Yes, Randi Zuckerberg, Please Lecture Us About 'Human Decency'

Interwebs drama of the day: Randi Zuckerberg, sister of Mark Zuckerberg, threw a fit when someone tweeted a copy of a Zuckerberg family photo (see above) that Randi herself had posted to Facebook, the confusing-to-use social Web site created by her strange, reclusive brother. Randi was furious because she wanted the photo to be seen only by her friends, but someone who is friends with Randi's sister saw the photo on Facebook, assumed it was public, and spread it on Twitter.

Randi complained that this was "way uncool." The friend apologized for her mistake. Lots of people had a laugh about how this just shows again how stupid and confusing Facebook's privacy settings are, as in, "Hey, even the Zuckerbergs can't figure this stuff out!"

Out Of Proportion?

But then Randi took everything to a whole new level of mental when she summed the whole thing up with a tweet: "Digital etiquette: always ask permission before posting a friend's photo publicly. It's not about privacy settings, it's about human decency." 

Yes, she said that: human decency. Because this dumb issue about her dumb photograph is that important.

It's so important, in fact, that now Randi Zuckerberg, a not-universally-acclaimed aspiring chanteuse who rocks Silicon Valley with an awesome band called Feedbomb, as well as producer of a terrible reality series about Silicon Valley (See Bravo's Silicon Valley: The Painful Truth Behind A Caricature Of Excess), as well as sister of the guy who created that beacon of morality known as Facebook, would like to use this as a teaching moment in which she can instruct the world about basic human decency.

Let's acknowledge that Randi Zuckerberg is not Mark Zuckerberg. But let's also acknowledge that she has benefited tremendously from her brother's creation.

And what is that creation?

  • A company that has made billions by gathering people's personal information and using it to sell ads;
  • A company whose original privacy statement was a simple sentence but now is longer than the U.S. Constitution and requires a law degree to understand;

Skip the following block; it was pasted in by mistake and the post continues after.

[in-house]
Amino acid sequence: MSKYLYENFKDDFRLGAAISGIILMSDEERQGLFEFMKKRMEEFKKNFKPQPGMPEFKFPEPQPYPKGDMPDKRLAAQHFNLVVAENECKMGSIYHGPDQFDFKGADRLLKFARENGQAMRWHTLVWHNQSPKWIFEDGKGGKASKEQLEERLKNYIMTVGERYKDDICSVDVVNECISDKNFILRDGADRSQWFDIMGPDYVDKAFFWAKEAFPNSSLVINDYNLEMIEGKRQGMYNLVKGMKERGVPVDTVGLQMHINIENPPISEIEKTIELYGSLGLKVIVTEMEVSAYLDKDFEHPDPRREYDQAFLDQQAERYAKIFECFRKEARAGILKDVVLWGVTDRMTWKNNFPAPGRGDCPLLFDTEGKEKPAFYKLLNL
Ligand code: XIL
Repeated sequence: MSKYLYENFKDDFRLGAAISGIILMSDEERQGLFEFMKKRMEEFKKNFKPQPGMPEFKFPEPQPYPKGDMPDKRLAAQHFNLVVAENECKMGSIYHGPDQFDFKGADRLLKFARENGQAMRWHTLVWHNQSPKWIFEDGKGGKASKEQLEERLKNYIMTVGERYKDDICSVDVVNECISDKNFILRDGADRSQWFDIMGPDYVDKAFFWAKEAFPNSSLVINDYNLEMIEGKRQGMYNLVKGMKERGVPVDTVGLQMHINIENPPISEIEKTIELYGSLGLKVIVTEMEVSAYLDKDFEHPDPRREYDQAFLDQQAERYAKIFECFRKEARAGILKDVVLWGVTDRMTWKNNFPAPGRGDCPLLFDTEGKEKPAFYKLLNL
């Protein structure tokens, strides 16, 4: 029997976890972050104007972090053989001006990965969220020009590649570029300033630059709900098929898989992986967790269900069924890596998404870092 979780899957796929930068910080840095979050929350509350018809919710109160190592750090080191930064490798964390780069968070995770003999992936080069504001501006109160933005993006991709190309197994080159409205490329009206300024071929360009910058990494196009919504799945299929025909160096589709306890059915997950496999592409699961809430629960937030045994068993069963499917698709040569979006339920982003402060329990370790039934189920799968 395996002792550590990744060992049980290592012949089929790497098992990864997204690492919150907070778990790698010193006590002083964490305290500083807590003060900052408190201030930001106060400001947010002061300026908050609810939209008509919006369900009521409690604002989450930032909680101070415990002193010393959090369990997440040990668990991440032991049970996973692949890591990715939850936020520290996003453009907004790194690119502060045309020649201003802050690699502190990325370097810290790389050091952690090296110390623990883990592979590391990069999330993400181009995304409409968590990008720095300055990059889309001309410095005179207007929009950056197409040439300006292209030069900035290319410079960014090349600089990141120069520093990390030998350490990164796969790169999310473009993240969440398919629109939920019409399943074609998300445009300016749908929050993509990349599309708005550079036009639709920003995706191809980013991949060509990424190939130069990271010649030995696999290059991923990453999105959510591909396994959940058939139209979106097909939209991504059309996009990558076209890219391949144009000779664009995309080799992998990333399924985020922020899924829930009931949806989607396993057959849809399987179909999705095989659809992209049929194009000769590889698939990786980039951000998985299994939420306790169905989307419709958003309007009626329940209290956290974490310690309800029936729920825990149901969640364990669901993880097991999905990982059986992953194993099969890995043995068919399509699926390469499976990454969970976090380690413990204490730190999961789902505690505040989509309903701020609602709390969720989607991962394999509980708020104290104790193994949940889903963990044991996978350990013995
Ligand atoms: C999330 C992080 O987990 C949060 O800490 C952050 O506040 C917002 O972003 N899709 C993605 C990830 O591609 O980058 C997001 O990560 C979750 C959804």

• A company that has continually pushed people to "share" more of their private information in order to use Facebook;
  • A company that just four days ago was criticized by the Electronic Frontier Foundation for yet another creepy experiment that would let people pay money to send mail to your inbox, which is just the latest in a long line of criticisms brought by the EFF;
  • A company that once claimed it wasn't tracking users when they were logged off, only to turn around and admit that it was, just before someone reported that Facebook in fact had applied for and received a patent on technology that would do exactly that;
  • A company that once got caught trying to run a clumsy covert smear campaign against Google;
  • A company that once settled claims brought by the FTC that charged Facebook had deceived consumers and violated federal law;
  • A company that ran a scuzzy IPO marred by allegations of self-dealing, one in which insiders got info about weak revenues and backed away from the deal even as Facebook was touting the stock to suckers, raising both the price of the shares and the number of shares for sale;
  • A company that has since been the subject of an investigation by the state of Massachusetts. which led to fines levied against its bankers and fears that authorities "will throw the book at Facebook" in 2013 and that "the real liability to Facebook and Morgan Stanley is yet to come";
  • A company whose Instagram subsidiary recently caused outrage by changing its terms of service but then walked those changes back.

Yes, Randi Zuckerberg, speak to us about human decency.

Because a photo that you posted on Facebook got shared on the Internet.

How awful this must have been for you! How... invasive. What a violation. How terrible that someone might take something that belongs to you and use it in ways that you had not anticipated, and for which you had not given explicit permission!

What kind of world are we living in when just because you post something on a website someone else can just take your stuff and do things with it?

Oh wait.